Monday, June 12, 2006
Police will be ticketing motorists
The focus is on "aggressive" cycling and people parked in the bike lane.
Thanks to Margaret Hastings-James for spreading the word. The details of the news release are below.
On Monday June 12, 2006, the Toronto Police Service will be launching a one-week traffic safety initiative entitled Safe Cycling – Share the Responsibility. This will be the second initiative undertaken as part of the Service’s comprehensive traffic strategy, “Operation Safe Journey”.
The Toronto Police Service is continuing to focus its’ efforts on encouraging safe cycling as a practical mode of transportation in our city. Safe Cycling – Share the Responsibility will commence today and conclude on Sunday June 18 2006. This initiative is designed to reduce the potential for cycling related injuries, through awareness, education and enforcement.
The Toronto Police Service reminds motorists of the dangers of opening car doors in the path of cyclists and the importance of checking blind spots prior to making right turns. Officers will pay particular attention to those motorists who endanger the lives of cyclists including vehicles parked in designated bike lanes. Attention will also be paid to cyclists whose aggressive riding puts themselves, pedestrians and motorists at risk.
Each year about 1,200 cyclists are involved in collisions on Toronto roadways. Cyclists are vulnerable road users. The last 5 cycling fatalities have involved commercial motor vehicles. Motorists and cyclists have a responsibility to share the road equally by driving safely, riding responsibly, and by obeying all the rules of the road.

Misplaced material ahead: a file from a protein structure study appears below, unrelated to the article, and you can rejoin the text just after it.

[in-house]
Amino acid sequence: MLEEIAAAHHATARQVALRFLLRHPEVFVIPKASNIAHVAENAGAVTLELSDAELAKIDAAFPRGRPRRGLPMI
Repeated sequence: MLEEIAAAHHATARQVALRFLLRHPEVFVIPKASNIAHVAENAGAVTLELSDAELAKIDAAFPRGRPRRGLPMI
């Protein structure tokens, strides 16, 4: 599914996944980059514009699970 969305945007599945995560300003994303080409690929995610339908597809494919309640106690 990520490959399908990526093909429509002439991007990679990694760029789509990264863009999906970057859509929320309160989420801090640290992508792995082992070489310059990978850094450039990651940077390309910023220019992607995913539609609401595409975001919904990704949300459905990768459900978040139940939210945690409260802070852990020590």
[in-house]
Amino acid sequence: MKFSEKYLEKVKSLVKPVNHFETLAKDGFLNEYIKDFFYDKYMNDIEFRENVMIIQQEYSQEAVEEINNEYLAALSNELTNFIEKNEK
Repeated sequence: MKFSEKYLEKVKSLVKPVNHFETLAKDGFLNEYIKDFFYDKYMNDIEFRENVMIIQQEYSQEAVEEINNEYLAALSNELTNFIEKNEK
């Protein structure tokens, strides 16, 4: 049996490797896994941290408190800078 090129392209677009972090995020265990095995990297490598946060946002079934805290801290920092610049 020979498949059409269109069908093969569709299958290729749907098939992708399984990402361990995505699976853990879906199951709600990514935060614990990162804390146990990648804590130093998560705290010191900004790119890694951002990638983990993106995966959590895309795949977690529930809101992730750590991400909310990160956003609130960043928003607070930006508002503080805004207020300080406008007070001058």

For more information on Safe Cycling – Share the Responsibility, please contact Sergeant Brian Bowman at 416-808-1926 or Constable Stephen Burns at 416-808-1919.
Constable Stephen Burns
for: Superintendent Stephen Grant
Darren J 6/12/2006 11:45:00 a.m.
I've read a few times in the paper in the past month that police say 50% of bike-car collisions in Toronto are the fault of the cyclist. I find this hard to believe though given attitudes of police officers like the one you just described.
If the city really wants to teach cyclists about cycling safely, they would do it through education programs, like CAN Bike. They could teach people how to work up the courage to get on a bike on a busy street, how to change lanes safely, where to look for dangerous drivers like the right hook(er). I'm not saying that's easy, but it would be far more productive than ticketing cyclists who do a rolling stop at a stop sign.
Do they teach this stuff in school to kids? My school used to have a driving school for 16 year olds. They could do a bike course for 14 year olds. I saw something about this mentioned in an upcoming plan for Chicago.
It might be more appropriate to say that 50% of reported collisions are the fault of the driver.